The U.S. financial system's computers will hum along undisturbed when the new year starts, a Federal Reserve bank president told business leaders Thursday.

"The probabilities are very high that on Jan. 1, 2000, nothing very unusual is going to happen," said Robert T. Parry, president of the Federal Reserve Bank of San Francisco. "The financial services you've come to rely on -- checks, ATMs, debit cards, direct payments, and direct deposit, for example -- will operate normally.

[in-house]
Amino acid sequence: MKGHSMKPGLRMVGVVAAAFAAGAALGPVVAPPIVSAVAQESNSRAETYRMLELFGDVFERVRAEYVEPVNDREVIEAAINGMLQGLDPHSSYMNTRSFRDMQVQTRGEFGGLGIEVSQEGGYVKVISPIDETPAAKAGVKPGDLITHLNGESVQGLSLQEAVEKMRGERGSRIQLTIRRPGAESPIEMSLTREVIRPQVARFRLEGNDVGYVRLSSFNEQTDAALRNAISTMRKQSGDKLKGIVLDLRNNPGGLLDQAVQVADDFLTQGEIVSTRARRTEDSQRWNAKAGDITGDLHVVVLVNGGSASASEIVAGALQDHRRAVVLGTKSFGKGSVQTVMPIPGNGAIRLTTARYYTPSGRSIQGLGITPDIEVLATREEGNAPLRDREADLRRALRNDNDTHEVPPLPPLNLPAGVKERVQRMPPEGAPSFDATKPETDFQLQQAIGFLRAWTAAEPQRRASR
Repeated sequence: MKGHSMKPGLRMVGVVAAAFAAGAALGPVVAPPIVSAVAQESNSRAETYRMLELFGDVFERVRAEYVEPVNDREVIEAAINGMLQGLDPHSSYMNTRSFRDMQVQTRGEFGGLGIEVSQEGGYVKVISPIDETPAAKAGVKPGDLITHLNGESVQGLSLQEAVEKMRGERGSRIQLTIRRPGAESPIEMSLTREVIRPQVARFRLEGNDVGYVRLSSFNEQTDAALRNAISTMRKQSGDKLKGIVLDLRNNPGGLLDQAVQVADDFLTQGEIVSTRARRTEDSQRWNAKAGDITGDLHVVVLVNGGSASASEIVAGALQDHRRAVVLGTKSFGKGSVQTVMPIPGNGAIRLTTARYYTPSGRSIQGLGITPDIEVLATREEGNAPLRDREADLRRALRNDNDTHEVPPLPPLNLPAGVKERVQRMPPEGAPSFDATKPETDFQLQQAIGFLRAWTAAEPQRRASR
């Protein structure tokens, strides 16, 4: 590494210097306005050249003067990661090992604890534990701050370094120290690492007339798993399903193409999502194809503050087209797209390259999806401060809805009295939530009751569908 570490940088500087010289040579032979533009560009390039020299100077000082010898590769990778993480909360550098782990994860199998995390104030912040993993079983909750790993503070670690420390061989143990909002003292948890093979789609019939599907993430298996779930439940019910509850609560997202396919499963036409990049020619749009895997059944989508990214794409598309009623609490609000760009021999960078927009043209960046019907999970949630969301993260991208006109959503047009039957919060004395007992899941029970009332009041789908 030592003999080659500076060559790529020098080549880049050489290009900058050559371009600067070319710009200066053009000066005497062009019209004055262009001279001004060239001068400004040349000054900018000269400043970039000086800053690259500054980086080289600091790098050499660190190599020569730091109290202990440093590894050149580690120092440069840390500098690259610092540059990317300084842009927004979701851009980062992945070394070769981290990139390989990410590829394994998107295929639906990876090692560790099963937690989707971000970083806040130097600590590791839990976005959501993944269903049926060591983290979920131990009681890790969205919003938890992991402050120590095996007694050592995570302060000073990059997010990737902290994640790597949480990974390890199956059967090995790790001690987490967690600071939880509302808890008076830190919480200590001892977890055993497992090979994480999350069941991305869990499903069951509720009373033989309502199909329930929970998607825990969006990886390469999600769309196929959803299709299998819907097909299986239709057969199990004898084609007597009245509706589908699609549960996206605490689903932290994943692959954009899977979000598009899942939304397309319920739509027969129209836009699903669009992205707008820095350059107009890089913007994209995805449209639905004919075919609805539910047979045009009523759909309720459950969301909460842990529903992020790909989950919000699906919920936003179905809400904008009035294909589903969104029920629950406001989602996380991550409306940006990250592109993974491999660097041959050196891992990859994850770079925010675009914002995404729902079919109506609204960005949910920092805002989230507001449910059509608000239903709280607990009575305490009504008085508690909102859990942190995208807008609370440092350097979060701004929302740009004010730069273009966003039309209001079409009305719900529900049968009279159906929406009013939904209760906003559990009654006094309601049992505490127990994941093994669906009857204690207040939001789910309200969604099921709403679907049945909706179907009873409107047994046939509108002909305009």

"The more consumers know about Y2K, the more likely they are to take rational precautions and not take drastic steps," he said in a speech to the Phoenix Community Alliance, an economic development group in Arizona.

Mr. Parry and other Fed officials, such as Federal Reserve Board Governor Roger W. Ferguson Jr., have been traveling the country in recent months to raise public awareness that 99% of financial institutions are ready for the date change and the laggards are being brought in line by regulators. -- Katharine Fraser

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